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Sybille Bedford (1911-2006) was born Sybille von Schoenebeck in Charlottenburg, Germany, to an aristocratic German father and a partly Jewish, British-born mother. Raised variously in Germany, Italy, France, and England, she lived with her mother and Italian stepfather after her father's death when she was seven, and was educated privately. Encouraged by Aldous Huxley, Bedford began writing fiction at the age of sixteen and went on to publish four novels, all influenced by her itinerant childhood among the European aristocracy: A Legacy (1956), A Favourite of the Gods (1963), A Compass Error (1968), and Jigsaw (1989, short-listed for the Booker Prize). She married Walter Bedford in 1935 and lived briefly in America during World War II, before returning to England. She was a prolific travel writer, the author of a two-volume biography of her friend Aldous Huxley, and a legal journalist, covering nearly one hundred trials. In 1981 she was awarded the Order of the British Empire. Brenda Wineapple's books include Ecstatic Nation: Confidence, Crisis, and Compromise, 1848-1877 and White Heat: The Friendship of Emily Dickinson and Thomas Wentworth Higginson, a finalist for the National Book Critics Circle Award. The recipient of a Pushcart Prize, a Guggenheim fellowship, and a 2014 Literature Award from the American Academy of Arts and Letters, Wineapple lives in New York City with her husband, the composer Michael Dellaira.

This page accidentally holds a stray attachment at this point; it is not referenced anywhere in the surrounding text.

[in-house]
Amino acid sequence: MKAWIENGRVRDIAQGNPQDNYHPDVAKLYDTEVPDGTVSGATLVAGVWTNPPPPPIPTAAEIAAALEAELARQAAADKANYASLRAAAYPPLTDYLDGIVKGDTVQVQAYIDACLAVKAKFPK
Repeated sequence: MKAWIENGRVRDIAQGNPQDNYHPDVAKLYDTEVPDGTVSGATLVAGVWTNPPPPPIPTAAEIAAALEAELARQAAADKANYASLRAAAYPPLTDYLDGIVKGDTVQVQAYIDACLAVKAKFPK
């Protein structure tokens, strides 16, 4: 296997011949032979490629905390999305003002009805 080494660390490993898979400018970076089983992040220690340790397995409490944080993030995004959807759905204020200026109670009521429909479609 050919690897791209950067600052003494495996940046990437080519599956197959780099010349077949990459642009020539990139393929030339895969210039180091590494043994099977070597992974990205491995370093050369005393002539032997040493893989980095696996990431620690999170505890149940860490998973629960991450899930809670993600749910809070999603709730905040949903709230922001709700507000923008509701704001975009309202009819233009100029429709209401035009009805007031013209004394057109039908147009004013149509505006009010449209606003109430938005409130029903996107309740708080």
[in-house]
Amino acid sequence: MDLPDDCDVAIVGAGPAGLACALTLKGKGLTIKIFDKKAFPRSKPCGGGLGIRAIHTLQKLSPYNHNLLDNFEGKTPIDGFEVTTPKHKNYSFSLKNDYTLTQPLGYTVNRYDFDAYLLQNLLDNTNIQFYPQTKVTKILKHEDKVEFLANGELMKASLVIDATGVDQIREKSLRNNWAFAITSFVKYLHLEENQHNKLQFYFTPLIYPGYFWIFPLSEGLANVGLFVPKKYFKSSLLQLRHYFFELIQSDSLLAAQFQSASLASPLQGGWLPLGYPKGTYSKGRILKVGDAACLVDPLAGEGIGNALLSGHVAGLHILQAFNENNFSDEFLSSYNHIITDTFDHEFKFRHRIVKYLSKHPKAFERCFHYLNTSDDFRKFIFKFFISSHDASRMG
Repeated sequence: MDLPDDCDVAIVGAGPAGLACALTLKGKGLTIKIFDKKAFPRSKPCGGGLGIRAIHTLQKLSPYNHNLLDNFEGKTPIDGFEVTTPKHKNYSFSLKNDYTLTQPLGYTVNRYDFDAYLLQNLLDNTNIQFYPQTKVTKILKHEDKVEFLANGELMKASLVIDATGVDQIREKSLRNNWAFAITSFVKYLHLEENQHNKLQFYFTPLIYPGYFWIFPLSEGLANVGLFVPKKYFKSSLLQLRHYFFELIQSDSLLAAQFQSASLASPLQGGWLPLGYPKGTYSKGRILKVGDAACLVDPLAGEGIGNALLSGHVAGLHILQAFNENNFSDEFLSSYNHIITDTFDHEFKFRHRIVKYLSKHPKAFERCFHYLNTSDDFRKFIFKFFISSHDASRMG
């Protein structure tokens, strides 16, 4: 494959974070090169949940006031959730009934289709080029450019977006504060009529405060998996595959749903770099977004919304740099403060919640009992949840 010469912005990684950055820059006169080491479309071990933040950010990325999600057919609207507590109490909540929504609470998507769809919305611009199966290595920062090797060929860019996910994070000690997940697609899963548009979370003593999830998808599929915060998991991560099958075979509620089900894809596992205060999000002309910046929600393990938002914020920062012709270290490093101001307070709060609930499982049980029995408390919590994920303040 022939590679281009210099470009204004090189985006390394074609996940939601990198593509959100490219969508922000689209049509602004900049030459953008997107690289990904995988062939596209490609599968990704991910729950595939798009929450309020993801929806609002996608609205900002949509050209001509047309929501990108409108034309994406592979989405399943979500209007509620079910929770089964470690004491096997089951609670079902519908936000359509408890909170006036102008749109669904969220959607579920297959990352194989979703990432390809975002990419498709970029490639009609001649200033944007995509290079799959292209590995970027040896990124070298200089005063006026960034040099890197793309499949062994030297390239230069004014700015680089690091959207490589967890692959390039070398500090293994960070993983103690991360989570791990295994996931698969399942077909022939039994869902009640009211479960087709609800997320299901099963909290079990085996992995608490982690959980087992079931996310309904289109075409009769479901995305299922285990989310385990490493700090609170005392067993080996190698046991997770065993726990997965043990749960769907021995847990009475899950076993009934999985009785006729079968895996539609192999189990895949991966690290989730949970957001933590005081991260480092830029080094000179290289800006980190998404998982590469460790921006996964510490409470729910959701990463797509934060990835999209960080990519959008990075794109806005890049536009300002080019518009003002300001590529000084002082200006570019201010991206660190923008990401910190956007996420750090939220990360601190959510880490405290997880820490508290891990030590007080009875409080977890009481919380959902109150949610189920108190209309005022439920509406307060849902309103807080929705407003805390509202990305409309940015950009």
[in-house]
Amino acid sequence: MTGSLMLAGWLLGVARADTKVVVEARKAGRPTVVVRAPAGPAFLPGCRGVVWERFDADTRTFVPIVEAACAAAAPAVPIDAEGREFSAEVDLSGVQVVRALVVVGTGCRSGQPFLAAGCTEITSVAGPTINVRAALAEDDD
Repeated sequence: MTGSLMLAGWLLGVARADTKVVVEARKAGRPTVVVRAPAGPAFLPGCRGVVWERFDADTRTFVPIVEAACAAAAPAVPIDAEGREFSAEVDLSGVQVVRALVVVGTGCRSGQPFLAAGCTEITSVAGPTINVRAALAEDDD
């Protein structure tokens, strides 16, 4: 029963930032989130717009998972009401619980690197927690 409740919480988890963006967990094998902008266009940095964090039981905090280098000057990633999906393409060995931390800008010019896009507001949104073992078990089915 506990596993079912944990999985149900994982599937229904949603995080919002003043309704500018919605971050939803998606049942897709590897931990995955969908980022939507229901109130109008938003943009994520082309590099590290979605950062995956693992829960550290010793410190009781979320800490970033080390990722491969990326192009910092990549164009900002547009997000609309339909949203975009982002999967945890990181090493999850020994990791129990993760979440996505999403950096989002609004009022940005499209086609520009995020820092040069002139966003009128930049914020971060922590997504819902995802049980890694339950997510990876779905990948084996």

"One of the very best novels I have ever read." --Nancy Mitford "Dry wit, careful attendance to detail, dialogue in which there is 'more to be said than can come through'--these are the hallmarks of Bedford's fiction. She shows the ways in which the private lives of individuals reflect the larger political life of their culture, and vice versa; she portrays the evolution of Nazism and Fascism where it really took place--in living rooms and kitchens and on benches." --David Leavitt "There's such a wonderful tension between the hedonist and the historian in this author." --Maria Bustillos, The Awl "A book of entirely delicious quality. Two families, vastly dissimilar, the one Jewish inartistic millionaires, the other slightly decadent Catholic aristocrats, become joined in marriage. Everything is new, cool, witty, elegant, and some scenes are uproariously funny." --Evelyn Waugh "A Legacy lives by its delightful tart and feline wit, and by its author's remarkable gift for capturing the breath of Europe past on the glass of fiction present." --Time "At once historical novel and study of character, a collection of brilliantly objective portraits." --Aldous Huxley "An astonishing and fascinating first novel." --Janet Flanner "Bedford's language is vibrant with an awareness of people and their manners and the countries that shape them; she moves in and out of European sensibilities with a natural ease. This reissue of A Legacy will give new readers a chance to swoon over her gracious felicities--and to come to share Bruce Chatwin's assessment that, 'when history of modern prose in English comes to be written, Mrs. Bedford will have to appear in any list of its most dazzling practitioners.'" --Sylvia Brownrigg "A Legacy is a story from a vanished world, a world before the deluge, and it provides its reader with the disorienting, melancholy pleasure derived from looking at old maps. It is a sophisticated book with a cosmopolitan gloss which flatters the reader, induces a nostalgia for other people's past: for the vanished configurations of fallen empires, and days when the dice were shaken differently, where emotions were operatic and whims well-funded, where borders were crossed with ease but countries were different from each other, where beauty was viewed not merely as a personal asset but as part of an aesthetic tradition, and where raw experience had uncertain value till it was rationally examined and filtered through the lens of high culture...For a modern reader, some of the pleasure of A Legacy may be nostalgic, but the thrust of its intention is forward. What is the legacy of the nineteenth century, how and in what manner did it transform intolerant and divided societies into societies where mass murder was practiced?" --Hilary Mantel, The New York Review of Books "The characters are allowed to speak and see; they move about a great deal...Bedford is...interested in what they do, what they seem like to others, what they say, and what she can do to her sentences...Her genius is to make all this matter, to allow surface to suggest depth, to create excitement by playing with tone, to direct the reader toward the lives of her characters and the spirit of the age by using implication, by letting the rhythms do the work, by surprising with her diction and the texture of her prose and her dialogue. A Legacy makes clear that she is one of the finest and most original prose stylists of her age." --Colm Tï¿½ibï¿½n, Bookforum "[W]itty and opulently beautiful...[a] richly realized historical drama....Partly ironic, partly nostalgic, A Legacy calls to mind other novels that portray the zenith and decline of an ostentatious old order. It's as funny as Evelyn Waugh's Brideshead Revisited but mercifully free of that book's snobbery and God-bothering. It has the tragicomic temperament of Thomas Mann's Buddenbrooks and Robert Musil's The Man Without Qualities, but its writing, skimmed of exposition and distilled to quicksilver impressions, is more enticing. The novel fuses the heft and layering of a 19th-century family chronicle with a sparkling, allusive prose style learned from modernism...A Legacy is [Bedford's] magnum opus, and a little harmony has been restored to literature now that it's back again in bookstores." --Sam Sacks, The Wall Street Journal "The extraordinary feat of A Legacy is to be both an intimate family drama and an objective exposition of history...A Legacy is as perfect as a novel gets. It's written with the sentence-by-sentence intensity of a short story, the narrative sweep of a history, and the tragi-comic interest of a family drama. Moreover, it is as significant as a novel gets, full of the interest of people distant from us in time and custom but recognizably human, and effortlessly illustrative of a period and society lost to us but incalculably important for the world we live in. Read it." --Robert Minto, Open Letters Monthly